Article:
By Cierra Putman
SHEFFIELD - The Iraan-Sheffield Independent School District is pleading with tax payers to pass a $15 million bond, but some think they're asking too much.
On Tuesday night, tax payers and the district met face to face to discuss the bond in hopes of finding common ground.
The school district knew they had to make their case because tax payers killed the last few bonds they brought to election.
More than 70 people filled the Eastside Community Center in Sheffield to discuss the $15 million bond, and the school district did its best to appeal to voters' pocket books and hearts.
They claim with low interest rates and the economy the district can get the best bang for its buck, and they asked voters to pass the bond claiming the schools are just not up to snuff.
"The idea here is safe and modern schools," Superintendent, Kevin Allen said. "We believe we have to have them, but we can't do it by ourselves. We can't. We have to have your help."
The district provided a list of things that need to be renovated, it was just over four pages long front to back.
All the schools and nearly every building in the district needs to undergo some form or renovation.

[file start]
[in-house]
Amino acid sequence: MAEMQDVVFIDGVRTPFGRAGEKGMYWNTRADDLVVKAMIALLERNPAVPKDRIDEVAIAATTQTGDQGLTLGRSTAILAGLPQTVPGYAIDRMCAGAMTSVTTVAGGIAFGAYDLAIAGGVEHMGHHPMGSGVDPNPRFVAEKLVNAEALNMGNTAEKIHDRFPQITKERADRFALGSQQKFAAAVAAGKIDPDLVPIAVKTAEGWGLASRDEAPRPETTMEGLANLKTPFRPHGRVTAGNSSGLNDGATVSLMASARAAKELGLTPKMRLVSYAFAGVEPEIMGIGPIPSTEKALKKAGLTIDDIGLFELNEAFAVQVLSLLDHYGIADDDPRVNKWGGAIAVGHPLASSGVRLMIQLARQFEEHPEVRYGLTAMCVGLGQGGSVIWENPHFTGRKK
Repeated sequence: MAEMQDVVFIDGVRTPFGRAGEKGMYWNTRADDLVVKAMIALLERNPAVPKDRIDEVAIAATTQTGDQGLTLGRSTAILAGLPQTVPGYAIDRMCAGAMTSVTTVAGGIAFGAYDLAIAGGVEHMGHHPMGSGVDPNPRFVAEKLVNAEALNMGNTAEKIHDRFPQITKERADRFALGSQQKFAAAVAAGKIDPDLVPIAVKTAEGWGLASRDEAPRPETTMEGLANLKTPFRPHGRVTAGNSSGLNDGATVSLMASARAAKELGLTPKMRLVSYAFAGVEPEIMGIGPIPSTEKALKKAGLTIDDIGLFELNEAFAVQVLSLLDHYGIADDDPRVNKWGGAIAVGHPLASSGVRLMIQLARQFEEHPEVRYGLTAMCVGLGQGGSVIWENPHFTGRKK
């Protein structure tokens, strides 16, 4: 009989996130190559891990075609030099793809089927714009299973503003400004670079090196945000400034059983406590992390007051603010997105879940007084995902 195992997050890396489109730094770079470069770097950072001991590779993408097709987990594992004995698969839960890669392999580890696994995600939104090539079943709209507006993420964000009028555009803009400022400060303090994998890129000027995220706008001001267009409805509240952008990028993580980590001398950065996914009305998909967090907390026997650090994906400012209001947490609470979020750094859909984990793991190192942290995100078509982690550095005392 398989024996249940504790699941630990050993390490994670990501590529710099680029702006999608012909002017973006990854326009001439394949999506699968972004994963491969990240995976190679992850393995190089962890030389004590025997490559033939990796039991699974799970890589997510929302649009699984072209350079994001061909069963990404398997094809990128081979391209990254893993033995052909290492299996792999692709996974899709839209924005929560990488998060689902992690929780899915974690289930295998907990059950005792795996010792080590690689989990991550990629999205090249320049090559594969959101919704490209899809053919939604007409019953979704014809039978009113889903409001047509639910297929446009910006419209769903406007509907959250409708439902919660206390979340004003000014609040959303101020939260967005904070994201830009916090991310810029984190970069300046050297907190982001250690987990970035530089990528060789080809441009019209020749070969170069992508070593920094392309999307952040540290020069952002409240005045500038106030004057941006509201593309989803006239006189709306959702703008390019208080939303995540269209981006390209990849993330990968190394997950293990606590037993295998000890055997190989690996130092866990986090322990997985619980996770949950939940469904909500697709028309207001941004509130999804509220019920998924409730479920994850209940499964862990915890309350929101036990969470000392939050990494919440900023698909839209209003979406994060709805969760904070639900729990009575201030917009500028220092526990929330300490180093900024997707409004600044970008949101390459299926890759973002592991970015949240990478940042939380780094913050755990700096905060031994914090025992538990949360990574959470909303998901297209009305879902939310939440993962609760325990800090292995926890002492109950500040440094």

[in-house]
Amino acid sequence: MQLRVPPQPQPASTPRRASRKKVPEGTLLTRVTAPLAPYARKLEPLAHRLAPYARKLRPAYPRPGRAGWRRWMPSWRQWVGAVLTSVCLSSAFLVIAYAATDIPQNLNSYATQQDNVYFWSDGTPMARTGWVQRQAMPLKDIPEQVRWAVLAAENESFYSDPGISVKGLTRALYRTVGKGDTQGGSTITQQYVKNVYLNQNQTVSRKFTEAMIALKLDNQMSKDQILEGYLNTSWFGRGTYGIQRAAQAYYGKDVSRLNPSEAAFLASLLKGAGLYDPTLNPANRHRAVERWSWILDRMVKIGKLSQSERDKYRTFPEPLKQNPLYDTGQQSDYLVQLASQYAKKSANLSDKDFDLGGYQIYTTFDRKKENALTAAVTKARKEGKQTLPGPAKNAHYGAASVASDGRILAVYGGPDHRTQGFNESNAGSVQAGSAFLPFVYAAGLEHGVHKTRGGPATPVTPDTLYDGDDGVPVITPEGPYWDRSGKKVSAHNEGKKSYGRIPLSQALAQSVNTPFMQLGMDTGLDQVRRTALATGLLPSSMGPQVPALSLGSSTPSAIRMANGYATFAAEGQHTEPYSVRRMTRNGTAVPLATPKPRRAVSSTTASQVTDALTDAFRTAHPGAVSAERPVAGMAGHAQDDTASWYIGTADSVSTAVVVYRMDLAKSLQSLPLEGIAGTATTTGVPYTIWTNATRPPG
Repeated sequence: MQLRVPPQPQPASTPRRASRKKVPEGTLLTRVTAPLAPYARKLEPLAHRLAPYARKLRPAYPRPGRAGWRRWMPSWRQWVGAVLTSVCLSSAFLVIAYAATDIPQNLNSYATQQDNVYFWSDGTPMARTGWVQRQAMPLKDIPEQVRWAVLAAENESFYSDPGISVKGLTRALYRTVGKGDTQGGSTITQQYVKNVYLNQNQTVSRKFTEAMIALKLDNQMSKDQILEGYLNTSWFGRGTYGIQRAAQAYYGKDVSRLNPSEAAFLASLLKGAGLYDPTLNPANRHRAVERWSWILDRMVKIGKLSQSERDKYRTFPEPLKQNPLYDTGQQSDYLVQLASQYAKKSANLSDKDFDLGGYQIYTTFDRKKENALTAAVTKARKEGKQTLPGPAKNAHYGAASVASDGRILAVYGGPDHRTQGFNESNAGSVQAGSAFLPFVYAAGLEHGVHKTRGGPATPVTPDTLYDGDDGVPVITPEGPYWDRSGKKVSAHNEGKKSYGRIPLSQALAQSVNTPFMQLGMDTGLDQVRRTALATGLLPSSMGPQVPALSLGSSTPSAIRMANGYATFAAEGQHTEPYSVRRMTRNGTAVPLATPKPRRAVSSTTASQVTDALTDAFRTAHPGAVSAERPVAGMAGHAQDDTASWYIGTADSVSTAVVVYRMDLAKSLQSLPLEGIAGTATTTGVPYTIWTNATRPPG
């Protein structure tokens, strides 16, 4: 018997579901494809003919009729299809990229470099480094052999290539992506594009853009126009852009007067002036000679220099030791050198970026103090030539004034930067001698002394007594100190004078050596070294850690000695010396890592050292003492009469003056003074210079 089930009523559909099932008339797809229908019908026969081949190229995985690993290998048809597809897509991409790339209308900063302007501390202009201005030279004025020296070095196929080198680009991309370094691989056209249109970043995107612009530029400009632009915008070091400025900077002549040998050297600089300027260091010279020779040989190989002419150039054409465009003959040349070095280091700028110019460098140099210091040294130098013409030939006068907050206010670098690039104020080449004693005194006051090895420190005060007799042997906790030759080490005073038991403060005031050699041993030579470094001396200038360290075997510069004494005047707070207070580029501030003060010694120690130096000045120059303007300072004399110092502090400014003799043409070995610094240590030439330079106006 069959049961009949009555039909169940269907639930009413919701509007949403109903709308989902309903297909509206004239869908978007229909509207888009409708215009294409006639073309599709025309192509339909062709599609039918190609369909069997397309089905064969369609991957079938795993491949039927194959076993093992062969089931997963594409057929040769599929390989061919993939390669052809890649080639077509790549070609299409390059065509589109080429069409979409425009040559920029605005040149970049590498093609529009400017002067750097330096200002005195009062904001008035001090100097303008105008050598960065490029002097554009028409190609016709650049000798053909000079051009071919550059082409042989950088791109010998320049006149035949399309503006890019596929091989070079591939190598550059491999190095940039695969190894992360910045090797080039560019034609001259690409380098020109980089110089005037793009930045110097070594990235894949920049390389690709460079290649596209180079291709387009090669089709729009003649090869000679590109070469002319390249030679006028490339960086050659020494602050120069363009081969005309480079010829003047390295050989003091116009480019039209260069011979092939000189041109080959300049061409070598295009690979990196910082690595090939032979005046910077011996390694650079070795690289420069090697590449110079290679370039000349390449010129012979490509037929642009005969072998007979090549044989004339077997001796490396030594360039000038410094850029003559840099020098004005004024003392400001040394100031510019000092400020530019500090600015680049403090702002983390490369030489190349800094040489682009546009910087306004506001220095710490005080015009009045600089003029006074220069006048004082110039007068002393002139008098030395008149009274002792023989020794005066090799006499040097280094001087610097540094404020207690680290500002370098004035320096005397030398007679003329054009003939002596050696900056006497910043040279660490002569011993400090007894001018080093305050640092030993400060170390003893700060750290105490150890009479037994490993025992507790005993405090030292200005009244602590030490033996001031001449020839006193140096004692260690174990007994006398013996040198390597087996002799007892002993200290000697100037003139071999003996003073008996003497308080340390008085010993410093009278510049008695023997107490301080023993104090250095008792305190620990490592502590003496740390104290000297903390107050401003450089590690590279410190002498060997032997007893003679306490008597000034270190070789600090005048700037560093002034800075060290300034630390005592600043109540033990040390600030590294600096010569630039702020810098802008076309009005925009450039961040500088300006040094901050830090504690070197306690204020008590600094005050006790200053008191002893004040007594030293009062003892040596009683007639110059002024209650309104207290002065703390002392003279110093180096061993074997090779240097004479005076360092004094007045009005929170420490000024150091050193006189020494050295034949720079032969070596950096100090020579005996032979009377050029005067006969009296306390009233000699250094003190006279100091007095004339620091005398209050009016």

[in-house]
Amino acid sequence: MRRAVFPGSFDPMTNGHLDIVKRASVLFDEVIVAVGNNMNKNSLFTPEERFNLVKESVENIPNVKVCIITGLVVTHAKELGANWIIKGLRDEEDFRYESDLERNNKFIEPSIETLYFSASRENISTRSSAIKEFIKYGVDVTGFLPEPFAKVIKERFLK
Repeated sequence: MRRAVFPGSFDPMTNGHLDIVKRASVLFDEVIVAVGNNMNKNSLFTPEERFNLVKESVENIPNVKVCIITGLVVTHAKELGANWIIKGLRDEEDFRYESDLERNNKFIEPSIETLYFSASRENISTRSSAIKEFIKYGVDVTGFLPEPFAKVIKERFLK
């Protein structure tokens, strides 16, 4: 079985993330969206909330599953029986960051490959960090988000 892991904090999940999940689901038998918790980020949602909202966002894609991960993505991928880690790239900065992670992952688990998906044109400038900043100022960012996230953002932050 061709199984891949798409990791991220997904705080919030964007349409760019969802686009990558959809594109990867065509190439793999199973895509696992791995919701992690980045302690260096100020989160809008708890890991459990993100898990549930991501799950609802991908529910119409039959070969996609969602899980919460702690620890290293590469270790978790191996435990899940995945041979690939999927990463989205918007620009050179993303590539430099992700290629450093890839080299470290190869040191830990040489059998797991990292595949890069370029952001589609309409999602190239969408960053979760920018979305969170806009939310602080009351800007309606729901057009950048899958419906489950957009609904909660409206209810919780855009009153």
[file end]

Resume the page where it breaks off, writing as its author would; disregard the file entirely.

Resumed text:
Some of the plans include completely replacing the water sewer and gas lines as well as extensive technology upgrades.
Most people in the audience admit something needs to be done but one citizen says he's not happy with the price tag.
"I'm not against the bond," Local Resident, Tommy Greer said. "I think the school needs some real serious attention. My problem is I was told like three months ago the bond issue would be like $8 million and 90 days passed and it went from 8 million to 15 million plus $5 million in interest. Some of the stuff they're repairing will probably be worn out again in 15 years. I think they need to shoot for a 10 year program, get the $8 million and then come back again and get some more."
The district says two consultants helped it reach the $15 million mark, and the superintendent said if they don't need the full amount, they'll only take how much they need from tax payers.